To start your ceilings project begin at one end of the room in a corner to secure your first sheet of drywall board. The longest part of your sheetrock should lay across the ceiling joists so that the board runs in the opposite direction of the joist (grid style). As an example, when the ceiling joists go from north to south, a 10' x 4' long sheet of drywall should be screwed (or nailed) to the ceiling with the 10' (longest) edges of your board running east to west.

If you can't see the ceiling joists you might want to use a stud finder to mark their location.

No matter how you hang the board keep in mind that the edge of a drywall board needs to be secured to a joist with screws (or nails). If you need to cut the board so that a boards edge can be attached to a joist then go ahead and do so. When cutting sheetrock and you see that two boards will butt up against each other be sure to leave enough room on the joist where the boards will lay. You want them cut so their centered otherwise you won't be able to screw (or nail) both sections of the boards edges to the same joist.

Remember to try and place your drywall nails or screws about an inch and a half away from the drywall boards edge. Screws (nails) also need to be secured in a strait line. Use a drywall T square and pencil (not pen) or chalk line (blue) to create a centered, strait line to follow.

Ceiling screws (nails) are usually placed 12" apart and into a joist. Your screws (nails) should just barely dimple the drywall boards paper surface. Screw head must also be just below the surface of a board but the screw shouldn't tear into the sheetrock paper. Dimplers that fit into your drill can help keep surface tearing to a minimum even so, be careful when using them.

If needed, cut your next piece of drywall board to size. Once the board is ready butt it up to the first sheet of drywall. It's not necessary to leave gaps between the sheets as their butted up against each other.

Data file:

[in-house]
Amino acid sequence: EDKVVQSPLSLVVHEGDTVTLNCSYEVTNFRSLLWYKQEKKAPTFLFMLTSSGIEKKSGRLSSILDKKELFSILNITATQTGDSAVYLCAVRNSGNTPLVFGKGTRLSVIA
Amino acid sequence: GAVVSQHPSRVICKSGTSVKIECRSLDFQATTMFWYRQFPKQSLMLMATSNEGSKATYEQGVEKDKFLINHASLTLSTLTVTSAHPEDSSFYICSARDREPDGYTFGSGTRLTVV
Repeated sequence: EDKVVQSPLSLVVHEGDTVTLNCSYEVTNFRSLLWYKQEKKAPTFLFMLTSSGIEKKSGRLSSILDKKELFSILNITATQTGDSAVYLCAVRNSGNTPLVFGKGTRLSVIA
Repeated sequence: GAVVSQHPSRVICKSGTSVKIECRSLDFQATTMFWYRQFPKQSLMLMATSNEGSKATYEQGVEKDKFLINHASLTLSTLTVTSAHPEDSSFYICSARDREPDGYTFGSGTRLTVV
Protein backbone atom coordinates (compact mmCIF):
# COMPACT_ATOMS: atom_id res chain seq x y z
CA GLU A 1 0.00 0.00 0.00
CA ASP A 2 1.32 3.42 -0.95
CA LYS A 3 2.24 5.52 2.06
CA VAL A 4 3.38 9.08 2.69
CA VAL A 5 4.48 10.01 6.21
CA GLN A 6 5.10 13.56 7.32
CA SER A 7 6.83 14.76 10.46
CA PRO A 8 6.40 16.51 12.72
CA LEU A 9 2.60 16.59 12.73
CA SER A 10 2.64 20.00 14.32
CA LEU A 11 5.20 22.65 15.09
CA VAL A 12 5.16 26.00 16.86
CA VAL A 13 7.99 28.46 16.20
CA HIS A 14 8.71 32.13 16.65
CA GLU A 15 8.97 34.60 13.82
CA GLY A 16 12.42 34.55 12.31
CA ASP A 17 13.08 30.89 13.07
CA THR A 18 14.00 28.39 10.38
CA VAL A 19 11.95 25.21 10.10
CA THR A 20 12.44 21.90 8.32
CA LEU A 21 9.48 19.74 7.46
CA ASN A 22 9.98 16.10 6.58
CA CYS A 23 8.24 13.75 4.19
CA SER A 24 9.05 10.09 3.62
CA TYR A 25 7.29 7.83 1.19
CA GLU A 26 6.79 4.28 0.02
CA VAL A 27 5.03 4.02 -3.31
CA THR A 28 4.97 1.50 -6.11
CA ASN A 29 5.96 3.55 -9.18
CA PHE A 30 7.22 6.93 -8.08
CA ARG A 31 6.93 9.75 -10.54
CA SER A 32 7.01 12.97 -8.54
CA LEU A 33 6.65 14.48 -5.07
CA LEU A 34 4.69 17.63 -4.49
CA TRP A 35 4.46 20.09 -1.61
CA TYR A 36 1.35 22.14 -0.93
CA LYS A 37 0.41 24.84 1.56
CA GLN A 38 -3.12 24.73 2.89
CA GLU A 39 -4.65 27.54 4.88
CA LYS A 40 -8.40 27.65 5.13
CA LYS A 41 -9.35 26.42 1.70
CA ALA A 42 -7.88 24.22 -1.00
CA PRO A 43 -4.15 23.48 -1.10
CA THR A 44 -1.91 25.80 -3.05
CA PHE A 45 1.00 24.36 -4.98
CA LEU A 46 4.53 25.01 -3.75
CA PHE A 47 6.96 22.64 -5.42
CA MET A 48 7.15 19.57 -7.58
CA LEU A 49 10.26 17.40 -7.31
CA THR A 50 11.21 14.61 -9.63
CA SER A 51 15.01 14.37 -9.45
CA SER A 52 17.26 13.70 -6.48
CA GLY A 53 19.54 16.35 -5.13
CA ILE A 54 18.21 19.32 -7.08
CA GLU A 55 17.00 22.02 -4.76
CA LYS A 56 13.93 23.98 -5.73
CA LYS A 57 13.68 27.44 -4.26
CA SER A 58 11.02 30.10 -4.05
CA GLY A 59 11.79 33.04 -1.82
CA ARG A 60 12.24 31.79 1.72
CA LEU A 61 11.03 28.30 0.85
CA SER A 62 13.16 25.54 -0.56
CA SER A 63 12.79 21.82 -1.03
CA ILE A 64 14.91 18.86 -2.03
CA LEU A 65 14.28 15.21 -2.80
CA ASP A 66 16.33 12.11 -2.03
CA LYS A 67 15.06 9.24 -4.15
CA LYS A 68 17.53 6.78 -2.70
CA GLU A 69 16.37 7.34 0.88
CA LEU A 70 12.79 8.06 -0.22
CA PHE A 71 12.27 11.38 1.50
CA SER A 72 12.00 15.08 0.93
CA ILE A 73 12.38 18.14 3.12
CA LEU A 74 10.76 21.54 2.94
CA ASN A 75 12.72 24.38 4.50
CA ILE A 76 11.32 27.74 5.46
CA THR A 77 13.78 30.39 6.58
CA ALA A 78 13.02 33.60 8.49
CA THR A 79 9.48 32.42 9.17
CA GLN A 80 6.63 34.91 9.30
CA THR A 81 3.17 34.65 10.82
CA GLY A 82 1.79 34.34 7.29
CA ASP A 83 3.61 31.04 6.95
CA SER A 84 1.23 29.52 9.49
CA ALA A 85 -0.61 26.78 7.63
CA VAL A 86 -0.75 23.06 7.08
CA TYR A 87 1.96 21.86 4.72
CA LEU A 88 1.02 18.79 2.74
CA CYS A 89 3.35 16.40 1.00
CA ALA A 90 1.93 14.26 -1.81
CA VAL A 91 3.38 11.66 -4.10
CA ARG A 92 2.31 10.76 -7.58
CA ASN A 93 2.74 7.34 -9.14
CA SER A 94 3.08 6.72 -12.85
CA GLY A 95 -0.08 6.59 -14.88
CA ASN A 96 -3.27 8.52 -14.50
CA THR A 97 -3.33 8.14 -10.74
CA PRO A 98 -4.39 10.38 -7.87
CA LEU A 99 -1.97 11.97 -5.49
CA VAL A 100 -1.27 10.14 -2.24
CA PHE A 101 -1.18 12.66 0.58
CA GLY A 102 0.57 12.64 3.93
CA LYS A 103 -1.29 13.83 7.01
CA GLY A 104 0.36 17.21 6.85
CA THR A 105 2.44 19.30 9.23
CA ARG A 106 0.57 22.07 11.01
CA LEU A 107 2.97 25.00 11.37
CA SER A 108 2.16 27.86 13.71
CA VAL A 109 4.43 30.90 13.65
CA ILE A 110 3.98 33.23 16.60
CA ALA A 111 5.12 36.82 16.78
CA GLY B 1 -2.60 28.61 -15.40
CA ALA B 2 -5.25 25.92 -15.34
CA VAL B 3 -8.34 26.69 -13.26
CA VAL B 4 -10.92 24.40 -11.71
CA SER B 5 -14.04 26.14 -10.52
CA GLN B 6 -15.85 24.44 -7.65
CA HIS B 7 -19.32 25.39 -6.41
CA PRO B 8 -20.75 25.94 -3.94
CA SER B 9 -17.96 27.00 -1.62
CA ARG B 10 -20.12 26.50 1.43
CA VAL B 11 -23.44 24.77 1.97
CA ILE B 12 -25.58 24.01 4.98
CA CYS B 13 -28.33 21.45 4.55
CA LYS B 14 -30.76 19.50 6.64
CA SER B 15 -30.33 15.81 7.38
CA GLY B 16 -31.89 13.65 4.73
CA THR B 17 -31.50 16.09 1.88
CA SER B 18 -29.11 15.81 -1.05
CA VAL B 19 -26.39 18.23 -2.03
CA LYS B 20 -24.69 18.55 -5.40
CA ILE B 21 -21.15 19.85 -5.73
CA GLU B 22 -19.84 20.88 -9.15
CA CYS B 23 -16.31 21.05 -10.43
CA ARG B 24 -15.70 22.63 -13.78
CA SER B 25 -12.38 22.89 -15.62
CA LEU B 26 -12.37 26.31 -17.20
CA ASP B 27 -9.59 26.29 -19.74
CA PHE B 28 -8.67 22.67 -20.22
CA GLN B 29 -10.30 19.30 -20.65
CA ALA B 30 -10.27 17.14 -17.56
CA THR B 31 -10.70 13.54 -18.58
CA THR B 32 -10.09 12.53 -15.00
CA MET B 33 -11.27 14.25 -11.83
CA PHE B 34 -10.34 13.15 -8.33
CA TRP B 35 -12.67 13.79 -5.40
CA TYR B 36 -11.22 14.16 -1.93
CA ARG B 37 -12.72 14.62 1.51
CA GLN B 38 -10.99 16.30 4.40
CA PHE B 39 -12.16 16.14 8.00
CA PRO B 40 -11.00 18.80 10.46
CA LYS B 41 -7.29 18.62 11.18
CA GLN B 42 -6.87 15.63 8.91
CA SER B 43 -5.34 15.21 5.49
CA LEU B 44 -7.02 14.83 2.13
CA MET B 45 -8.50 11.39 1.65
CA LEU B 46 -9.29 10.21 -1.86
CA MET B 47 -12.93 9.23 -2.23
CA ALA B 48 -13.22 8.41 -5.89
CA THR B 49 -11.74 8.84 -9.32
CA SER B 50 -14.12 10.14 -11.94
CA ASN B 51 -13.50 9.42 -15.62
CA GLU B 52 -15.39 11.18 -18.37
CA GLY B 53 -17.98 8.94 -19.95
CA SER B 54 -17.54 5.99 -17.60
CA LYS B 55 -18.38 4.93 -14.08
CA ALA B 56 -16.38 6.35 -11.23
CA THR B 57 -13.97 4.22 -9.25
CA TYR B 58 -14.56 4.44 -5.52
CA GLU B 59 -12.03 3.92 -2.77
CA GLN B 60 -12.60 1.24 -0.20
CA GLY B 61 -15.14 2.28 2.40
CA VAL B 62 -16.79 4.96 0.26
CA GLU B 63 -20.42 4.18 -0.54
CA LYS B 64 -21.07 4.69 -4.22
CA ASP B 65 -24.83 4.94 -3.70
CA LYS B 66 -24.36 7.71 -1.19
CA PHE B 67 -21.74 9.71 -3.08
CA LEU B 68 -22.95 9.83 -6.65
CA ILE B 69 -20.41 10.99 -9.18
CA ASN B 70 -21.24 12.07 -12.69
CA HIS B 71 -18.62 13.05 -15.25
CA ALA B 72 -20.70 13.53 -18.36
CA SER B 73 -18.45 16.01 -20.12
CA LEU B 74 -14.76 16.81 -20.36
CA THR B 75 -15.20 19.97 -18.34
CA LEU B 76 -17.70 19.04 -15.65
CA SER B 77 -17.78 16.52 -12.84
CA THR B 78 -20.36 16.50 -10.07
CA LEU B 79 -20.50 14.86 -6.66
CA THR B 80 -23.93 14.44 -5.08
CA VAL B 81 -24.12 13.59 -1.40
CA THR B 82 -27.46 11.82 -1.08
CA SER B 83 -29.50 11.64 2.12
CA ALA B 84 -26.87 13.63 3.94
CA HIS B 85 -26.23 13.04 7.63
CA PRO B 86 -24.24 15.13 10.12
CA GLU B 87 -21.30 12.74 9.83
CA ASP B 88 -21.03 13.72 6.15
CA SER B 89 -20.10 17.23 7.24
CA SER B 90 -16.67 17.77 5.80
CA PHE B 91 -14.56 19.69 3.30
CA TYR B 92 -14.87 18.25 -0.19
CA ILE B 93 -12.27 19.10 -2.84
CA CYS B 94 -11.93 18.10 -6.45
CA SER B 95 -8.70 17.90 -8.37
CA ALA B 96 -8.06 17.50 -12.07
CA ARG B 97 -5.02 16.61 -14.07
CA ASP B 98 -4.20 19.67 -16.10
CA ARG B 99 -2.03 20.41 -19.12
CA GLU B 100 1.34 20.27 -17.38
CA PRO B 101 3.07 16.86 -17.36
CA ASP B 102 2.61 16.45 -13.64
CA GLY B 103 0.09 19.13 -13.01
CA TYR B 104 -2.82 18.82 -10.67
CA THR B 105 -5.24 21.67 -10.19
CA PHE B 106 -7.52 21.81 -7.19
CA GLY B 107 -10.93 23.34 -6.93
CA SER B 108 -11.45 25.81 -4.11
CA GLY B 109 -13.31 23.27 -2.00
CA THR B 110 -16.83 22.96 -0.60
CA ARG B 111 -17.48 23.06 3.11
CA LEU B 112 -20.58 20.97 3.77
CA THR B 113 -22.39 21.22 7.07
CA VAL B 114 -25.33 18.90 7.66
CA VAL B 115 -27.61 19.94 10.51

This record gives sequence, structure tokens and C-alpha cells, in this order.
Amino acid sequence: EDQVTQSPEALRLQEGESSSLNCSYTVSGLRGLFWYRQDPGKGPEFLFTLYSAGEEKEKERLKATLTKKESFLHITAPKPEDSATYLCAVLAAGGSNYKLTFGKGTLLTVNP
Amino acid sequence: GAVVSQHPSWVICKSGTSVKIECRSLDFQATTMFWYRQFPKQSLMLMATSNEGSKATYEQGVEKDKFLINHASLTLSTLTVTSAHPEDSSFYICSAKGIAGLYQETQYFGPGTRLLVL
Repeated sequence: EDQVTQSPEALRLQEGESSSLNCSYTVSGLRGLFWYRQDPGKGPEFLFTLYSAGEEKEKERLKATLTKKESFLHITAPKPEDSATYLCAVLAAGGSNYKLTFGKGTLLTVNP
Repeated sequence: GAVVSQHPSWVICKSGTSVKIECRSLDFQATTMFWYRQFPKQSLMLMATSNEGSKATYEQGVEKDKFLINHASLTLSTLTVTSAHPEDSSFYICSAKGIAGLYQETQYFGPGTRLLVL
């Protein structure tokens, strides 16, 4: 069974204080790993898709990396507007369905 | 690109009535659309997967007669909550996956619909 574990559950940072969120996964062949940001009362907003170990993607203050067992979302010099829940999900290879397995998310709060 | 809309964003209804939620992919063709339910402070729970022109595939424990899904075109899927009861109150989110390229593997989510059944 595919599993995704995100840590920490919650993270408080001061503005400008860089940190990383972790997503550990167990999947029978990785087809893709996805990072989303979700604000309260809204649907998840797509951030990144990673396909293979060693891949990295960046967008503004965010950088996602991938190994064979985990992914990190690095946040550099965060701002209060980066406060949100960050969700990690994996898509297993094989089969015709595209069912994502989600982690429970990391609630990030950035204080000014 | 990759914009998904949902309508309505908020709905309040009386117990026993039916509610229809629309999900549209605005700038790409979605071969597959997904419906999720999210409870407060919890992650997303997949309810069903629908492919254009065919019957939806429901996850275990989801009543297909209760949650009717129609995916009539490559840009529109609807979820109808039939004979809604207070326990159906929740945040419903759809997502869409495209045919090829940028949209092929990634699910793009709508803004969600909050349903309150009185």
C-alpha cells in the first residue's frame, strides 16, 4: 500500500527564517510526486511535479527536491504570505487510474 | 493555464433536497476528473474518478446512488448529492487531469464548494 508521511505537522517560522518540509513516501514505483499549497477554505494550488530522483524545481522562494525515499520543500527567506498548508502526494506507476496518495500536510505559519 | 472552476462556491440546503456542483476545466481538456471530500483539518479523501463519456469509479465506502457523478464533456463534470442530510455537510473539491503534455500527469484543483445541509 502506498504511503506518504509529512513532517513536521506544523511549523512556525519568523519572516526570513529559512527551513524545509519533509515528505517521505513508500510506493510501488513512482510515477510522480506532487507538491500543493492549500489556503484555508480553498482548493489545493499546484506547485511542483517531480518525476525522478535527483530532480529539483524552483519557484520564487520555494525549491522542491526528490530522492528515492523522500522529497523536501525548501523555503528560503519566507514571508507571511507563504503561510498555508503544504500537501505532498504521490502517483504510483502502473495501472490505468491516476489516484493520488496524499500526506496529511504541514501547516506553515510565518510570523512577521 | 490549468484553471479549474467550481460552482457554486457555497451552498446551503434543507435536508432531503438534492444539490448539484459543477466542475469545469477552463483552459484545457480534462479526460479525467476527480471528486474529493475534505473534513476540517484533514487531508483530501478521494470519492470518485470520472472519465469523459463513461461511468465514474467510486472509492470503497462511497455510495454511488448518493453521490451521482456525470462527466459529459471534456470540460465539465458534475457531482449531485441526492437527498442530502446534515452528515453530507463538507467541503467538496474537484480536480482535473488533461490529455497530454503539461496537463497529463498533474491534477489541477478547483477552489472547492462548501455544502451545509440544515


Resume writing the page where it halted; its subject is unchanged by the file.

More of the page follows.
Keep going around the room with your newly acquired sheetrocking or boarding ceilings techniques by cutting and applying drywall board until your project is completed.

Edges on the longest sides of a sheet of drywall board are tapered so as to make the taping and mudding of drywall seems a little easier. Whenever possible place non-tapered edges next to walls and tapered edges next to each other.

When you do have to place two non-tapered edges next to each other it's called a butt joint. But joints require drywalling techniques that involve a certain amount of skill. What that means is whenever possible try not to use a butt joint. Otherwise you will need to enhance your taping and mudding (finishing) know how.

When doing a sheetrocking or boarding ceilings project drywall routers, spin saws, rotary tools, hole saws and non-electric drywall saws, can all be used to cut around your electrical boxes.

With that said, it's always a good idea to practice using any type of tool that you have never operated before.

One of the drywalling techniques that a professional dry-waller uses is to texture a ceiling after it has been taped and mudded. Texturing a ceiling saves time since one doesn’t have to be quite as fussy about mudding and sanding since the surface is going to have a texture over it.

This texturing ceilings page should help you get the job done.


As I'm sheet-rocking or boarding ceilings I will cut tapered edges of a drywall board off if it's going to touch a wall. I do this because I hate mudding corners and prefer to use a couple coats of high quality paintable caulking instead.

To caulk where the wall butts at the ceiling you will need little or no gap where the ceiling and wall sheetrock meet. Cutting drywall and leaving a small gap can be very difficult to do as most corners are uneven. If your corners are uneven it's probably best to leave the tapered ends for taping and mudding instead of using caulk.

Caulking is not the suggested way to finish corners even though I have yet to have a problem. Proper caulking techniques, just like sheetrocking or boarding ceilings skills, require practice to get a project looking like a professional did the job. Even so, caulking is easier to learn than mudding a drywall corner. With that said applying compound to your corners is recommended so you might want to purchase a special corner taping knife from your local home improvement center.

If your caulking keep in mind that the hole in the caulking tube should be large enough to get the caulk out, yet small enough to control the caulk itself. To much caulk tends to make a big mess especially when smoothing the caulk out with your finger.

You will need to decide on the corner filling technique that works best for you. If you are in doubt as to whether you should caulk or mud your dry-walled corners then tape and mud them to be on the safe side.

Sheetrock comes in different types so check with your local supplier regarding the products and tools you'll need for your particular project. As an example if your sheetrocking or boarding ceilings in a bathroom you might need to use a board made specifically for humid areas.